Wohlgemeynte Gedanken über den Dannemarks-Gesundbrunnen by Johan Gottschalk Wallerius is scarcely recognizable as a book with hundreds of distorted pages. (via Waxy.)

 

 

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Glitch Studies Manifesto by Rosa Menkman

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Rosa Menkman meditates on the occurrence and aesthetics of the glitch amidst software and hardware obseletion in her essay Glitch Studies Manifesto. This essay was part of the Institute of Network Culture's second collection of texts titled Video Vortex Reader II that critically explores the shifting dynamics and expanding field of online video. See below for an excerpt, full essay here.

Technological Progress is an Ill-Fated Dogma

In the beginning it was calm... Then humans built technologies and the first forms of mechanical noise were born. Since that time, artists migrated from the grain, the scratching and burning of celluloid (A Colour Box by Len Lye, 1937) to the magnetic distortion and scanning lines of the cathode ray tube (as explored by Nam June Paik in MagnetTV in 1965). Subsequently digital noise materialized and artists wandered the planes of phosphor burnin, as Cory Arcangel did so wittily in Panasonic TH-42PWD8UK Plasma Screen Burn, in 2007. With the arrival of LCD (liquid crystal display) technologies, dead pixels were rubbed, bugs were trapped between liquid crystals or plastic displays and violent screen crack LCDperformances took place (of which my favorite is %SCR2, by Jodi / webcrash2800 in 2009). Today artists even surf eBay to buy readymade LCDs with T-con board failure or photo cameras with loose CCD (charged coupled device) chips (the latter I too exploited in The Collapse of PAL, 2010).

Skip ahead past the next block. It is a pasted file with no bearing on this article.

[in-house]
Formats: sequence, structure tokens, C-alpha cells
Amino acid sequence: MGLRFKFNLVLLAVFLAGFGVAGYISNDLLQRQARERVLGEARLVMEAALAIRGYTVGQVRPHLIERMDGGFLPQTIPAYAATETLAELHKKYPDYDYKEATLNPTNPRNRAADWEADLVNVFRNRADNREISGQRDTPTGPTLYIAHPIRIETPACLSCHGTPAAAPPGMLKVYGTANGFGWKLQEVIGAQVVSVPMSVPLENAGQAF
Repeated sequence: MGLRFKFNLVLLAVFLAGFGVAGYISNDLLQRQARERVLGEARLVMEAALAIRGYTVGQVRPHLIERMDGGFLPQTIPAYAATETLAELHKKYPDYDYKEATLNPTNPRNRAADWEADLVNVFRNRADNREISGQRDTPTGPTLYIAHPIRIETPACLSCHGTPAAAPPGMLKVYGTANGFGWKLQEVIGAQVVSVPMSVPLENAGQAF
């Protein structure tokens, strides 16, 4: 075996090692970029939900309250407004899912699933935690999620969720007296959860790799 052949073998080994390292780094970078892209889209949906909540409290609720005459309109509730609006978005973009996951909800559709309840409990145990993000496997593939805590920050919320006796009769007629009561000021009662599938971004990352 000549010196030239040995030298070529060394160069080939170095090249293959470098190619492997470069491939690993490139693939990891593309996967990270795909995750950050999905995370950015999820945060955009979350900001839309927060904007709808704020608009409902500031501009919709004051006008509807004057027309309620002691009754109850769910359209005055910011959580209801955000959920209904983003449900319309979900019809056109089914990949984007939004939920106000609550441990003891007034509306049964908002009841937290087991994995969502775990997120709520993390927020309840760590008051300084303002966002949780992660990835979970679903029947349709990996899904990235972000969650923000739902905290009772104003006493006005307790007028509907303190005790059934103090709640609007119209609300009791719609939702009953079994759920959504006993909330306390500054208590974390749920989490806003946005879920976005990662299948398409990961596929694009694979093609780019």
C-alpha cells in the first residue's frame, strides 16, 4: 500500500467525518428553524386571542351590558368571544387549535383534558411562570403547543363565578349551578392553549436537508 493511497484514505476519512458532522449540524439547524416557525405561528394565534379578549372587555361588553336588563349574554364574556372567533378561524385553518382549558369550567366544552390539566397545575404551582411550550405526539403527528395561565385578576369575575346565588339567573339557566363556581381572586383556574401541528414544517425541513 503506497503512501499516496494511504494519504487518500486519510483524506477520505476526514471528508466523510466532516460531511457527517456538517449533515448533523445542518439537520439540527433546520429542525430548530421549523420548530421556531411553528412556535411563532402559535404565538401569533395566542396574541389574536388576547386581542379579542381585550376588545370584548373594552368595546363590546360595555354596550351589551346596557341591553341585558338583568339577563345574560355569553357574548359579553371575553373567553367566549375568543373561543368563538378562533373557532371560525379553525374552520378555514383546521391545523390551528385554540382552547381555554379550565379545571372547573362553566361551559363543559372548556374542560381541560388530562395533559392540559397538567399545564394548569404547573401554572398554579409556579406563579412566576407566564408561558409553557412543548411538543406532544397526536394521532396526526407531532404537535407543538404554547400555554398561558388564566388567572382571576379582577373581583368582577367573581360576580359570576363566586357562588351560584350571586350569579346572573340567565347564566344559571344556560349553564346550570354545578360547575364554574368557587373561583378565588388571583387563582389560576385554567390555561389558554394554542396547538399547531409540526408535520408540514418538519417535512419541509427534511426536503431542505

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The New Aesthetic

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The label reads: =if(Label=”“,”RMA”,”?”)

This is an Excel function. It also would work in Microsoft Access. The factory is using Excel or Access to store all the logos for the different jeans they make and then print them onto leather. This is what happens when there is a bug in their software. (broken counterfeit jeans on Flickr.)

Why do we enjoy 8-bit, glitch, and other technological imagery revealing the seams of its construction? "For a while now, I’ve been collecting images and things that seem to approach a new aesthetic of the future, which sounds more portentous than I mean. What I mean is that we’ve got frustrated with the NASA extropianism space-future, the failure of jetpacks, and we need to see the technologies we actually have with a new wonder." says James Bridle about his tumblr, The New Aesthetic. "It’s an aesthetic born of the grain of seeing/computation... the viewpoint of that other next nature, the robot-readable world," comments Matt Jones at BERG.